Paddy Davitt verdict: Feeling queasy is what you sign up for City fans
- Credit: Paul Chesterton/Focus Images Ltd
Norwich City supporters may already be in danger of sea sickness at the turbulent arc of this early Championship season.
On Friday afternoon, roughly around the time Daniel Farke was outlining how he had ‘pushed’ Stuart Webber to find him another centre back in the closing days of the window, before going on to reveal Christoph Zimmermann was injured for Rotherham, the mood was fractious.
Set against a backdrop of letting Ben Godfrey and Timm Klose depart, with a stuttering start to the Championship and that hangover from relegation still in the air, negativity prevailed.
A penny for Farke’s thoughts then when Grant Hanley was turned by Freddie Ladapo inside three minutes to slot the Millers ahead.
Yet Hanley and those he led responded commendably.
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If those encouraging performances against Bournemouth and Derby the other side of the international break were secondary to poor results then the same measure must hold true.
City were again profligate in front of goal, for all their weight of possession. Jamal Blackman was also in inspired shot stopping form.
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While Rotherham’s opener again highlighted issues to address defensively, and the space afforded the hosts inside Tim Krul’s area on two occasions when they went down to 10 men was truly alarming.
But City walked off the pitch with three points and a bucketload of confidence and self belief.
The scale of the celebrations that greeted Jordan Hugill’s nerveless 95th minute penalty were surely tinged with waves of relief. Krul race the length of the field to be part of the collective outpouring.
Do Norwich have to improve? Yes. Will Farke or Webber, for that matter, take a sharp intake of breath every time a Hanley or Ben Gibson or Zimmermann hit the deck between now and the January transfer window? Probably. But this display of courage and resilience was out of the title-winning playbook.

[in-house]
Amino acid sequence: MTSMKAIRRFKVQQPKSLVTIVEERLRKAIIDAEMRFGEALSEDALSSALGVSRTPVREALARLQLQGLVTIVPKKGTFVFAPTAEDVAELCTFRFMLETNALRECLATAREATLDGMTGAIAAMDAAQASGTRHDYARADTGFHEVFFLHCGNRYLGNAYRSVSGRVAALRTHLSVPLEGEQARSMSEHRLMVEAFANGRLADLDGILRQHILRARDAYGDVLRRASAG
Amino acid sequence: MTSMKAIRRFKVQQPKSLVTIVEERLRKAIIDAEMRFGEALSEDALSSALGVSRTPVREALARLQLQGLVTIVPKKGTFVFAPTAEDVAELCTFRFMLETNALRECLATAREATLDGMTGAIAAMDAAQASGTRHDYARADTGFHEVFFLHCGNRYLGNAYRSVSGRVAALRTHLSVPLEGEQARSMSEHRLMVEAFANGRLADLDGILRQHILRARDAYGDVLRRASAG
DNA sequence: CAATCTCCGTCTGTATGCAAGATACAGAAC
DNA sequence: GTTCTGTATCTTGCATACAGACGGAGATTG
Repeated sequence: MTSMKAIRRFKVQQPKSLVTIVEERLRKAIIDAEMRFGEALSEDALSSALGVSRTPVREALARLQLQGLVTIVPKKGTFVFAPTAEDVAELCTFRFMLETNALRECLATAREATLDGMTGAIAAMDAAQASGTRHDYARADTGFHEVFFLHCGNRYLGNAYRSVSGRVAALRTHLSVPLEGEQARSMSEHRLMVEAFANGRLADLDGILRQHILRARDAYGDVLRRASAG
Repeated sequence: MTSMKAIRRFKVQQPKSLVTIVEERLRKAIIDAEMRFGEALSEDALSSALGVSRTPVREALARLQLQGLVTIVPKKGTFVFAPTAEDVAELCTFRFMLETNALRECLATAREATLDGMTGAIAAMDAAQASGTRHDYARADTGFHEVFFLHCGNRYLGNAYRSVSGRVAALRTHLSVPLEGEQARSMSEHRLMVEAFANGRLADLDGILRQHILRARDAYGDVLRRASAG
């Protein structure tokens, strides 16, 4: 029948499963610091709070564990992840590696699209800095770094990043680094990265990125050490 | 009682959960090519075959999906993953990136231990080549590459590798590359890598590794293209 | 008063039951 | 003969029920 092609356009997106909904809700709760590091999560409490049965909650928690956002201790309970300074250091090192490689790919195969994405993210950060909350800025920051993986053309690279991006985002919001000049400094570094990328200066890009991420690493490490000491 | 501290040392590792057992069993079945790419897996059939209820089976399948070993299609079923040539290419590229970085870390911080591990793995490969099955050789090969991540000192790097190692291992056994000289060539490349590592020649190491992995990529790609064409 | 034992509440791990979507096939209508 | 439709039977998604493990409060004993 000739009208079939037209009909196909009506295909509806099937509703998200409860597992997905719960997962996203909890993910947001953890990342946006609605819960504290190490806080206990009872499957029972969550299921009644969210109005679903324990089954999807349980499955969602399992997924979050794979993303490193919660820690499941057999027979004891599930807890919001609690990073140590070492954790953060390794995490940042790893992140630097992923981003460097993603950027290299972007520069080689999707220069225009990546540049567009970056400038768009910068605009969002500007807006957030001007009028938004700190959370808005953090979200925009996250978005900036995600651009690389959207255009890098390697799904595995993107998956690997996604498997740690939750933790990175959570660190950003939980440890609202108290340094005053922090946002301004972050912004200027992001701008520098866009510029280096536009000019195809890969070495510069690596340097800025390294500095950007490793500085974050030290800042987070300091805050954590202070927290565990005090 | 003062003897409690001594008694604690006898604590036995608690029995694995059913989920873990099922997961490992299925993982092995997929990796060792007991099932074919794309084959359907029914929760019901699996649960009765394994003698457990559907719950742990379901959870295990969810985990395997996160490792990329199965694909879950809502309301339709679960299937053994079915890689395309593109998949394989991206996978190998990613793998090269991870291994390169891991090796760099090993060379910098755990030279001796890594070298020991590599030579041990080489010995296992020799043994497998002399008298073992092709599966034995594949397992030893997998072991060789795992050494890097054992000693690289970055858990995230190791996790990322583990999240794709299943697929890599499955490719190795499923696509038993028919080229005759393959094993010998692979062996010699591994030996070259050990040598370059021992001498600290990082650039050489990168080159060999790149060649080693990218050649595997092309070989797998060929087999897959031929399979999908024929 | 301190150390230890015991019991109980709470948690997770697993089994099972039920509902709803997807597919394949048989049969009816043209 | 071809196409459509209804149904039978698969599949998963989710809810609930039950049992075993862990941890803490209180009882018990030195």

When Farke pleads for time and patience to ride out the debilitating distractions of the transfer circus, and the disruption caused by the international windows, you can choose to sympathise or dismiss the head coach’s mitigation as excuses. It matters little. What does matter is City’s impressive comeback against a side full of that forward propulsion you associate with newly promoted clubs.
The parallels with a season defining win over Middlesbrough in the title winning campaign at this same stage are impossible to ignore.
Farke again emerged after an international break to make a bold striker call. Teemu Pukki was out, Hugill was in and the former West Ham man’s match clinching stoppage time penalty capped an all action display.
There was also abundant promise in Adam Idah’s first Championship start, operating off the left but with the licence to cut infield and showcase his goalscoring instincts.
The defensive side needs work, given the rashness of his challenge that hooked Clarke Robertson’s legs to concede a first half spot kick. But Krul to the rescue is a well worn headline in Norwich colours.
Farke nailed it afterwards with a matter-of-fact acknowledgement he has the best keeper in the division, and why would you expect anything less?
In the insular nature of how we all consume Norwich the manner of this result perhaps re-affirms they still have players to mount a serious tilt at promotion.
In the key moments it was Krul, it was Emi Buendia, it was Max Aarons, it was Hugill.
For all the angst induced by the failure to recruit a fourth centre back, keeping Buendia and Aarons and Todd Cantwell looks excellent business.
There will still be that nagging sensation it may simply have postponed the inevitable come January, but for now the focus can narrow and the pursuit of Championship wins is the aim.
Harness those feelings at full time following a stirring fightback and even the most pessimistic follower might agree a page has finally been turned.
Farke may be presiding over his fourth season but this has felt like another work in progress since the Canaries embarked on a squad overhaul in the aftermath of relegation.
Rotherham was the first tangible sign the best attributes from Farke’s Norwich remain.
They have added more physical ballast, more energy, more athleticism and in operators like Hugill and Gibson more streetwise nous.
Farke has to meld the old with the new but do so while producing winning football. Anything less simply will not do. But there was nothing tired or end of an era about this win.